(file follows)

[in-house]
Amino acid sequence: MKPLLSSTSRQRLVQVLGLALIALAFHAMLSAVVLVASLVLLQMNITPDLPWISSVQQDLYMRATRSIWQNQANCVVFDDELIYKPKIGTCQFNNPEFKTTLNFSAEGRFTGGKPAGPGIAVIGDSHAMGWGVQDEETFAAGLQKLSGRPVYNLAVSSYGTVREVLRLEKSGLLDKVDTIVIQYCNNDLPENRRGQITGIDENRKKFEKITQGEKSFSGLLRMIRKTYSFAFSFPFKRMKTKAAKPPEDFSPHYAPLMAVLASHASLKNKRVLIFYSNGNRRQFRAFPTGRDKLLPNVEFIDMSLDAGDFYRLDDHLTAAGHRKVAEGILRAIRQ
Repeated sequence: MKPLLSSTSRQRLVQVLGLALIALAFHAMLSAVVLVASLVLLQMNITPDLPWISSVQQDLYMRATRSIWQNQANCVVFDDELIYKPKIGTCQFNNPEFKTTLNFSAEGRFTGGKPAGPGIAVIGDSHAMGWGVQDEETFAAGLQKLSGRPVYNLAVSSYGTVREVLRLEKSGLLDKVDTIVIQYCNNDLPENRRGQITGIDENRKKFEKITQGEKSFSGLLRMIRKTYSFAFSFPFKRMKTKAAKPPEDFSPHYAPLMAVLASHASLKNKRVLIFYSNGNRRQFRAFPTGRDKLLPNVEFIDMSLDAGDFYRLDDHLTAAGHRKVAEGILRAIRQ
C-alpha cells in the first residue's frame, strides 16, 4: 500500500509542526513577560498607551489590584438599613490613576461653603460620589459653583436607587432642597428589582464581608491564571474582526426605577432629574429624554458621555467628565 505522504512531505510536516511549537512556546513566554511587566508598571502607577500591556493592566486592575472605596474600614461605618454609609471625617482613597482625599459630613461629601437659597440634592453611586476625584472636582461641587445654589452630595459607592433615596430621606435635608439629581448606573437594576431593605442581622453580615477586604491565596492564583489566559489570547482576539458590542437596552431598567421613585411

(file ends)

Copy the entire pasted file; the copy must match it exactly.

[in-house]
Amino acid sequence: MKPLLSSTSRQRLVQVLGLALIALAFHAMLSAVVLVASLVLLQMNITPDLPWISSVQQDLYMRATRSIWQNQANCVVFDDELIYKPKIGTCQFNNPEFKTTLNFSAEGRFTGGKPAGPGIAVIGDSHAMGWGVQDEETFAAGLQKLSGRPVYNLAVSSYGTVREVLRLEKSGLLDKVDTIVIQYCNNDLPENRRGQITGIDENRKKFEKITQGEKSFSGLLRMIRKTYSFAFSFPFKRMKTKAAKPPEDFSPHYAPLMAVLASHASLKNKRVLIFYSNGNRRQFRAFPTGRDKLLPNVEFIDMSLDAGDFYRLDDHLTAAGHRKVAEGILRAIRQ
Repeated sequence: MKPLLSSTSRQRLVQVLGLALIALAFHAMLSAVVLVASLVLLQMNITPDLPWISSVQQDLYMRATRSIWQNQANCVVFDDELIYKPKIGTCQFNNPEFKTTLNFSAEGRFTGGKPAGPGIAVIGDSHAMGWGVQDEETFAAGLQKLSGRPVYNLAVSSYGTVREVLRLEKSGLLDKVDTIVIQYCNNDLPENRRGQITGIDENRKKFEKITQGEKSFSGLLRMIRKTYSFAFSFPFKRMKTKAAKPPEDFSPHYAPLMAVLASHASLKNKRVLIFYSNGNRRQFRAFPTGRDKLLPNVEFIDMSLDAGDFYRLDDHLTAAGHRKVAEGILRAIRQ
C-alpha cells in the first residue's frame, strides 16, 4: 500500500509542526513577560498607551489590584438599613490613576461653603460620589459653583436607587432642597428589582464581608491564571474582526426605577432629574429624554458621555467628565 505522504512531505510536516511549537512556546513566554511587566508598571502607577500591556493592566486592575472605596474600614461605618454609609471625617482613597482625599459630613461629601437659597440634592453611586476625584472636582461641587445654589452630595459607592433615596430621606435635608439629581448606573437594576431593605442581622453580615477586604491565596492564583489566559489570547482576539458590542437596552431598567421613585411